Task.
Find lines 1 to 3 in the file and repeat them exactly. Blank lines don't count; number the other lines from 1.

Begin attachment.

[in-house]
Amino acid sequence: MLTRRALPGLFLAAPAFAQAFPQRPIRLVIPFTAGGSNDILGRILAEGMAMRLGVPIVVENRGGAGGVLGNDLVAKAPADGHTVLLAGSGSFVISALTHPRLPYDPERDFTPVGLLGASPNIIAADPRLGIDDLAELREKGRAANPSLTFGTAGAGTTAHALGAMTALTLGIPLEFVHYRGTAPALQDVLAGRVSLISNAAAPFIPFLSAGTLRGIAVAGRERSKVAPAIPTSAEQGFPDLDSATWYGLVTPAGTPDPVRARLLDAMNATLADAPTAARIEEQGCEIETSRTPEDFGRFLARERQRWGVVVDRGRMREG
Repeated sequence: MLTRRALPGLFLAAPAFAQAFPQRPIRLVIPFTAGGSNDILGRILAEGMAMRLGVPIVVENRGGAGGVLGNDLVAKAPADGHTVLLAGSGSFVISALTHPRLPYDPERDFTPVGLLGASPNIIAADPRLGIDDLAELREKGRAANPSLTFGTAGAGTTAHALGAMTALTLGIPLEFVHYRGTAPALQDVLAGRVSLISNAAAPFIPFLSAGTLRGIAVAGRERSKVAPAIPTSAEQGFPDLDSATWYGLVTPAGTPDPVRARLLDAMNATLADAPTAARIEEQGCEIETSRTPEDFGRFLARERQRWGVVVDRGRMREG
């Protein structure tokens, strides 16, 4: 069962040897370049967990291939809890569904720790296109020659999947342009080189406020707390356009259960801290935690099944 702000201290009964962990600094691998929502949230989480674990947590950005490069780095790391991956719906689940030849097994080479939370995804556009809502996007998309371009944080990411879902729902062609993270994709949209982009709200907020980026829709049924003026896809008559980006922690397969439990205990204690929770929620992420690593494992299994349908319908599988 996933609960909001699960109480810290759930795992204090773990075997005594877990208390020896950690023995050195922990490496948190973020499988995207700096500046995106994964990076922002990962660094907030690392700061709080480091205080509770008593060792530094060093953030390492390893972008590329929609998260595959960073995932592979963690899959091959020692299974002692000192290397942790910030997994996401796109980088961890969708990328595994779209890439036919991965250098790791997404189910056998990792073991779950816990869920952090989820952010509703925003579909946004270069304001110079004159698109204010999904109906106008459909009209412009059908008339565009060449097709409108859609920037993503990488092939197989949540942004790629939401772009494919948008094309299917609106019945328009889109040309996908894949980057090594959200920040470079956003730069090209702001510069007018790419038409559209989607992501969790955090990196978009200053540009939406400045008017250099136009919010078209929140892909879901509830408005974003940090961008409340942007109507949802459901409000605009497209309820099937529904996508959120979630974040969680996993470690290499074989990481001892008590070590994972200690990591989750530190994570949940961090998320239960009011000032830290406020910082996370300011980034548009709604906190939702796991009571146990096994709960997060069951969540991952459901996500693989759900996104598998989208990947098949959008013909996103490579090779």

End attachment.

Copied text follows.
[in-house]
Amino acid sequence: MLTRRALPGLFLAAPAFAQAFPQRPIRLVIPFTAGGSNDILGRILAEGMAMRLGVPIVVENRGGAGGVLGNDLVAKAPADGHTVLLAGSGSFVISALTHPRLPYDPERDFTPVGLLGASPNIIAADPRLGIDDLAELREKGRAANPSLTFGTAGAGTTAHALGAMTALTLGIPLEFVHYRGTAPALQDVLAGRVSLISNAAAPFIPFLSAGTLRGIAVAGRERSKVAPAIPTSAEQGFPDLDSATWYGLVTPAGTPDPVRARLLDAMNATLADAPTAARIEEQGCEIETSRTPEDFGRFLARERQRWGVVVDRGRMREG
Repeated sequence: MLTRRALPGLFLAAPAFAQAFPQRPIRLVIPFTAGGSNDILGRILAEGMAMRLGVPIVVENRGGAGGVLGNDLVAKAPADGHTVLLAGSGSFVISALTHPRLPYDPERDFTPVGLLGASPNIIAADPRLGIDDLAELREKGRAANPSLTFGTAGAGTTAHALGAMTALTLGIPLEFVHYRGTAPALQDVLAGRVSLISNAAAPFIPFLSAGTLRGIAVAGRERSKVAPAIPTSAEQGFPDLDSATWYGLVTPAGTPDPVRARLLDAMNATLADAPTAARIEEQGCEIETSRTPEDFGRFLARERQRWGVVVDRGRMREG